Serious in-flight injuries occurring from airplanes are actually very rare, but they do happen. Imagine being excited about taking a trip and going on a ride in an airplane, and it just so happens that this flight is one that causes you grief and injury due to an unsightly accident. There are many accidents that can happen way up in the air that you might not even think of before you make a trip – these can include baggage falling from an overhead bin, a slip and fall that occurs on the way to a restroom area, and even severe turbulence. The question on the matter is: Who can be held liable for these injuries?
To understand some things, some statistics can be helpful. According to the Federal Aviation Administration (FAA), turbulence incidents involving U.S. airlines were blamed for 3 deaths, 76 serious injuries, and nearly 1,000 minor injuries over the years 1981 to 1998. Every year, turbulence costs airlines hundreds of millions of dollars in payments for injuries, damage to the aircraft, and revenue that is lost when planes become out of service for their repairs. Steering clear of turbulence and completely avoiding it is actually harder than it sounds – pilots have no indication of the disturbed air that comes from it until they are flying through it!
Common Causes of In-Flight Injuries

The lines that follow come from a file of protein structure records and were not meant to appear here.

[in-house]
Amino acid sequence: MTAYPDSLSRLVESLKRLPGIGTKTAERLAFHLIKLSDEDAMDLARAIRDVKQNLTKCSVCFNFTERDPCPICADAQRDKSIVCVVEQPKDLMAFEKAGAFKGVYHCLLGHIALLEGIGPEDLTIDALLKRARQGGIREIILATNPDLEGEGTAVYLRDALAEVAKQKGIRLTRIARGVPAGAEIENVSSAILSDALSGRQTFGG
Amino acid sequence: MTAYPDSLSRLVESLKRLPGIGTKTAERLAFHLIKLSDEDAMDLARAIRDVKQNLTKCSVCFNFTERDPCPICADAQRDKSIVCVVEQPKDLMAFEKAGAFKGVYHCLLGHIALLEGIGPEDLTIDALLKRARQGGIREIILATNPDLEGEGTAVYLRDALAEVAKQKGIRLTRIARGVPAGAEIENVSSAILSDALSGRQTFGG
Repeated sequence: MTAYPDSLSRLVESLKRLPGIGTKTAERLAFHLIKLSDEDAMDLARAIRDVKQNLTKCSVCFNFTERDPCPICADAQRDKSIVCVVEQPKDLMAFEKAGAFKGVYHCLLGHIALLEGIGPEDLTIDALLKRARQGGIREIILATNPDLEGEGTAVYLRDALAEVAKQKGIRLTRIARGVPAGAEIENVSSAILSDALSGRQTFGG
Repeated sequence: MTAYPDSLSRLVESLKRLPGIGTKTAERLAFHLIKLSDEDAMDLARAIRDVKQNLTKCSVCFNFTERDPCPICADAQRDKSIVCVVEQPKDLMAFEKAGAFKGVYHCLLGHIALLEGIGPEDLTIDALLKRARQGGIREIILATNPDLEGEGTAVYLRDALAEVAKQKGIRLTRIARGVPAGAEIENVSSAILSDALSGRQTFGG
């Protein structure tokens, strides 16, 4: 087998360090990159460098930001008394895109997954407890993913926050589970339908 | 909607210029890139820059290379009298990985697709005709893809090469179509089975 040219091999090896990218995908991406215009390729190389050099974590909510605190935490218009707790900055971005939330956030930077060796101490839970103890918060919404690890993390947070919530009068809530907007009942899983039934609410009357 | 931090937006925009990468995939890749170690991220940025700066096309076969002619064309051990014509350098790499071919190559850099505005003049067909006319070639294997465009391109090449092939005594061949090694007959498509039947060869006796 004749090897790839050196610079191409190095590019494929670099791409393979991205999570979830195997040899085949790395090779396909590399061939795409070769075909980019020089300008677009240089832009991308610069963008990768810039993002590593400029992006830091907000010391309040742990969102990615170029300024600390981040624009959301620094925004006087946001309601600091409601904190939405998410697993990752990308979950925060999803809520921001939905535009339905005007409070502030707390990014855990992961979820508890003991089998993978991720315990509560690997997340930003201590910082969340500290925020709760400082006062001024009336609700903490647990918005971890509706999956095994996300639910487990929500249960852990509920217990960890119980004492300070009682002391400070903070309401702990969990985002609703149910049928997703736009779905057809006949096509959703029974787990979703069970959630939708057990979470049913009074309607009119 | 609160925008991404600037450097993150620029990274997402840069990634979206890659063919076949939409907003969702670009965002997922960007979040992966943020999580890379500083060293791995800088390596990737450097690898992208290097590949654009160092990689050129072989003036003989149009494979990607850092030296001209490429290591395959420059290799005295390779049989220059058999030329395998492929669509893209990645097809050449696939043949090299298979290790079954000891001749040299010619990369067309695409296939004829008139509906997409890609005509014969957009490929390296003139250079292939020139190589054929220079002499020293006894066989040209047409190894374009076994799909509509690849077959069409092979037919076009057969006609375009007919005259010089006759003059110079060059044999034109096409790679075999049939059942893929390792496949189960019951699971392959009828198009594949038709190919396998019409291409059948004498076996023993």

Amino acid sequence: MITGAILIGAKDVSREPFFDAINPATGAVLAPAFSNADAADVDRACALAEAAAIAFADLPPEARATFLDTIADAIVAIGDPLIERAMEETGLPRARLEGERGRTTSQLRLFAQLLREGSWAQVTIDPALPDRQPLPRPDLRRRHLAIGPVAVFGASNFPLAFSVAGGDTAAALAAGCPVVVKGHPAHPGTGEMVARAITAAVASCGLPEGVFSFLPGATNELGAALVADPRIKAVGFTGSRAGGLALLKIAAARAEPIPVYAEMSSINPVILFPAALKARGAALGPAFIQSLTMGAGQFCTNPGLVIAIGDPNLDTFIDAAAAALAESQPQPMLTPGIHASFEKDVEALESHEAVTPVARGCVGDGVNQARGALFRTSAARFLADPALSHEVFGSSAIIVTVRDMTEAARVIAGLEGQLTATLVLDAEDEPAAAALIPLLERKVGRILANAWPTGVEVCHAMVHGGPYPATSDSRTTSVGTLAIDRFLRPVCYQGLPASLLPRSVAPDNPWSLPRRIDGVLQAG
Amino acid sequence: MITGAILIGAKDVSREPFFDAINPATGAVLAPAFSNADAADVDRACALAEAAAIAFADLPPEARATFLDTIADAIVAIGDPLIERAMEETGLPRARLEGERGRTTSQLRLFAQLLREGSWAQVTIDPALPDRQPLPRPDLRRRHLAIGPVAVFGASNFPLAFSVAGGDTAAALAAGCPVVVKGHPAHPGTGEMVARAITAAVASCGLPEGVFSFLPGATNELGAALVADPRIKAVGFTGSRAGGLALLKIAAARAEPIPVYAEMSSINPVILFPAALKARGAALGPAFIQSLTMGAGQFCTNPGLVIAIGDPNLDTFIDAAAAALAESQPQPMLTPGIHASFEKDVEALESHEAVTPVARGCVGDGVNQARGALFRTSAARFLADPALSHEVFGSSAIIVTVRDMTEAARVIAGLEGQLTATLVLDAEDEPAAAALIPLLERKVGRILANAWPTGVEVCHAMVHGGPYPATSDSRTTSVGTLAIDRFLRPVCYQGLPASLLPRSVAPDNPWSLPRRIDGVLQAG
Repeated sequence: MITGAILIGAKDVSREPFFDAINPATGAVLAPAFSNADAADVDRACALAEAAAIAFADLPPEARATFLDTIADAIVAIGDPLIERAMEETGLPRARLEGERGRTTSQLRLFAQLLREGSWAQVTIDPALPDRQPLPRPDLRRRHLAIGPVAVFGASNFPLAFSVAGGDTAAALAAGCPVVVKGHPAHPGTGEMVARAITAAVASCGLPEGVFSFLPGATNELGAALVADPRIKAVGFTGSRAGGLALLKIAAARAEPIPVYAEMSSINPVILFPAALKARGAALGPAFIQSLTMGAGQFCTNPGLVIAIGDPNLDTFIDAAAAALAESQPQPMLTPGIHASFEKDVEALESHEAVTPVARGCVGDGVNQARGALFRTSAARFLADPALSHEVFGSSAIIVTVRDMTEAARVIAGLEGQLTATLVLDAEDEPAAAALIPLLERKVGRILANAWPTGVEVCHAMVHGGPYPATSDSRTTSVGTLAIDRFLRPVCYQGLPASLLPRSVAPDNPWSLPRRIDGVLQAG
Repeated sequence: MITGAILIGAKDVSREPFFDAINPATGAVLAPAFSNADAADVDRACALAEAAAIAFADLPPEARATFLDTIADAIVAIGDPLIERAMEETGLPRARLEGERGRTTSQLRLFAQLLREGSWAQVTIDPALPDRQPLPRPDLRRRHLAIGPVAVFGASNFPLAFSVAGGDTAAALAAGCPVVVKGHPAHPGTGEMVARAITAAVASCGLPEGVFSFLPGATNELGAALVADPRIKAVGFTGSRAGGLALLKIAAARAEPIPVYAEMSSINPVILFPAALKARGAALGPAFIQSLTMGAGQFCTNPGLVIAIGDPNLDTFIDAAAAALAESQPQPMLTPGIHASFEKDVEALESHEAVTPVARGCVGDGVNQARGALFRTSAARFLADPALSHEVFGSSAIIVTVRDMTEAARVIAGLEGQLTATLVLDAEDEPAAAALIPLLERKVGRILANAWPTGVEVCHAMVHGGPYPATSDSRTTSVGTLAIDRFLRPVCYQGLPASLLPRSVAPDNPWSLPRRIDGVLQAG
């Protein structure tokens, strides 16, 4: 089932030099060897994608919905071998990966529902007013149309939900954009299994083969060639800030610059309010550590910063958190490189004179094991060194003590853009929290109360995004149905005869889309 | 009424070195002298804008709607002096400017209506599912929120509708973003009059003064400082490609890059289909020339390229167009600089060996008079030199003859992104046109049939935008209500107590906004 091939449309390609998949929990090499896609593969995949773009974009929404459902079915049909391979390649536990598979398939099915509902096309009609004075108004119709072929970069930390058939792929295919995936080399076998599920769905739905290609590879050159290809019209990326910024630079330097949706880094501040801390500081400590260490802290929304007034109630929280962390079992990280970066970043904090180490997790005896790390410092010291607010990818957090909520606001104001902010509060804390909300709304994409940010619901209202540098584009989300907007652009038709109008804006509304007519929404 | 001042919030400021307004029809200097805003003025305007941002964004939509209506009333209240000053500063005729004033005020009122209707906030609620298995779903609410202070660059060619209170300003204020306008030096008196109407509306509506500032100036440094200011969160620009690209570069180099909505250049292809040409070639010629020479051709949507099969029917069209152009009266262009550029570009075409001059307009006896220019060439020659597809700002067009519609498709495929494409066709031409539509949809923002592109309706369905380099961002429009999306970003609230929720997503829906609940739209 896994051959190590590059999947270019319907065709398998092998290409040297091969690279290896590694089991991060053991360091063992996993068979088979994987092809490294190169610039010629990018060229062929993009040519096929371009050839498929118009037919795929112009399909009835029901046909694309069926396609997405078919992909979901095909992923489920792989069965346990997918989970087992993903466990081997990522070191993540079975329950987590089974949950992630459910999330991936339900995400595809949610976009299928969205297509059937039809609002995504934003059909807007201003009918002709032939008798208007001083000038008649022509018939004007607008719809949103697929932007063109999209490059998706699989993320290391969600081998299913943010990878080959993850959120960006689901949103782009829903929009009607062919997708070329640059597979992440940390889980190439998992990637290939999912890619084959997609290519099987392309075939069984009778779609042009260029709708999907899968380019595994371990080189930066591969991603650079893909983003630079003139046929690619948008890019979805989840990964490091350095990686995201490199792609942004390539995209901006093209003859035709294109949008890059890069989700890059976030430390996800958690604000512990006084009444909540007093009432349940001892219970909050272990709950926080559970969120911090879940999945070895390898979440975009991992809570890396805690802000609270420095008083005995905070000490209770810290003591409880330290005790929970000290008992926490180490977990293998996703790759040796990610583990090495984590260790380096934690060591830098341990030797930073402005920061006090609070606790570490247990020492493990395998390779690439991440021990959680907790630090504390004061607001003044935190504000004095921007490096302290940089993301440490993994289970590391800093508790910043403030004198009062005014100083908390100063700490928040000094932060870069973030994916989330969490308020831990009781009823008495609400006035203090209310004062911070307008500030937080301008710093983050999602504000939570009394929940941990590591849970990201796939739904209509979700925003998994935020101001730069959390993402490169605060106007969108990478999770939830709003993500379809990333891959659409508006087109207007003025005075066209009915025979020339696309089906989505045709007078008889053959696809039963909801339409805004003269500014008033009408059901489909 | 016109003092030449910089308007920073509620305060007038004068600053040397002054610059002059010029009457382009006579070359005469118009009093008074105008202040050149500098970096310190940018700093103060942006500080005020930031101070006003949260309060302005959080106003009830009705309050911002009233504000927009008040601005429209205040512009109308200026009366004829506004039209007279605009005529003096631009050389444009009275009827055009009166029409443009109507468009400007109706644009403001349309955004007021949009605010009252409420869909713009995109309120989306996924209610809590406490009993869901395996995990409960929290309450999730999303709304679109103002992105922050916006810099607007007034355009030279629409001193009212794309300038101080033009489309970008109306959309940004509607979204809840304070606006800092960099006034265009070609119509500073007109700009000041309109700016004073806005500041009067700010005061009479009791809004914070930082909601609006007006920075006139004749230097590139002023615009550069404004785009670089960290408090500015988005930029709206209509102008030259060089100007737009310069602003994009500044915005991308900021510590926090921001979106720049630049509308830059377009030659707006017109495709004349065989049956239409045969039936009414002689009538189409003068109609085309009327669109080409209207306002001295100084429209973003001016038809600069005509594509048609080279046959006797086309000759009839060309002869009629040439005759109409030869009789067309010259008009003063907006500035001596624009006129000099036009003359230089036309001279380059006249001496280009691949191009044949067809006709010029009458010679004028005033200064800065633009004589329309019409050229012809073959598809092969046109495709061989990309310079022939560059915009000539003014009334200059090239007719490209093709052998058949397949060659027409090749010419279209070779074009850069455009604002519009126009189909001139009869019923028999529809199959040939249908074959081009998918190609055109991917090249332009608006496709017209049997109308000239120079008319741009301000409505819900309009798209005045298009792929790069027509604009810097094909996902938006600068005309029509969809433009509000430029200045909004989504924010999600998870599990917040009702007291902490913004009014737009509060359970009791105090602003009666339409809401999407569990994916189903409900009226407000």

- Luggage falling out of overhead bins, which injures approximately 4,500 each year
- Rolling food carts
- Passengers suffering injuries due to bumping into objects while going to the bathroom
- Bumpy rides causing unbelted passengers to be thrown from seats
In some cases, accidents may have been caused by carelessness or inattention of an employee like a pilot or maintenance worker. In a standard negligence claim, the plaintiff must be able to prove that the law required the defendant to be reasonably careful and that not being careful caused the plaintiff to become injured. Airlines are known as “common carriers”, which means that there is a heightened duty of care required by them. They must be able to protect passengers from any potential harm throughout any of the airline process, like boarding the plane or getting off after the flight. There must be policies in place that adequately protect the passengers from any harm.
Things can get complicated when turbulence or an “act of god” takes place. Airlines are not liable for these types of accidents because they are unforeseen events of nature that cannot be prevented under any circumstance. A good example of an “act of god” is turbulence, since it cannot be anticipated. However, there are some situations in which turbulence wouldn’t be seen as an “act of god” in an in-court injury claim. Sometimes, a flight crew was able to predict turbulence and failed to warn passengers to fasten their seat belts. If injuries occur in a situation like this and it can be proven, then the airline will be held liable. Human error really comes into play if a plaintiff wants their case to be successful. A pilot holds a special duty to check weather conditions for the designated flight path and try to predict turbulence as best as possible. If high amounts are expected on the flight, then employees may be required to alter or even delay the flight significantly.
If you have been injured in an in-flight injury, you may want to contact the Federal Aviation Administration, which you can do by calling their toll-free number at 866-835-5322. They will be able to aid you in reporting travel problems, concerns, and complaints that may include safety issues. If this is not help enough and injuries have been sustained, you should call a personal injury attorney that you can trust. Call WTW today for a consultation!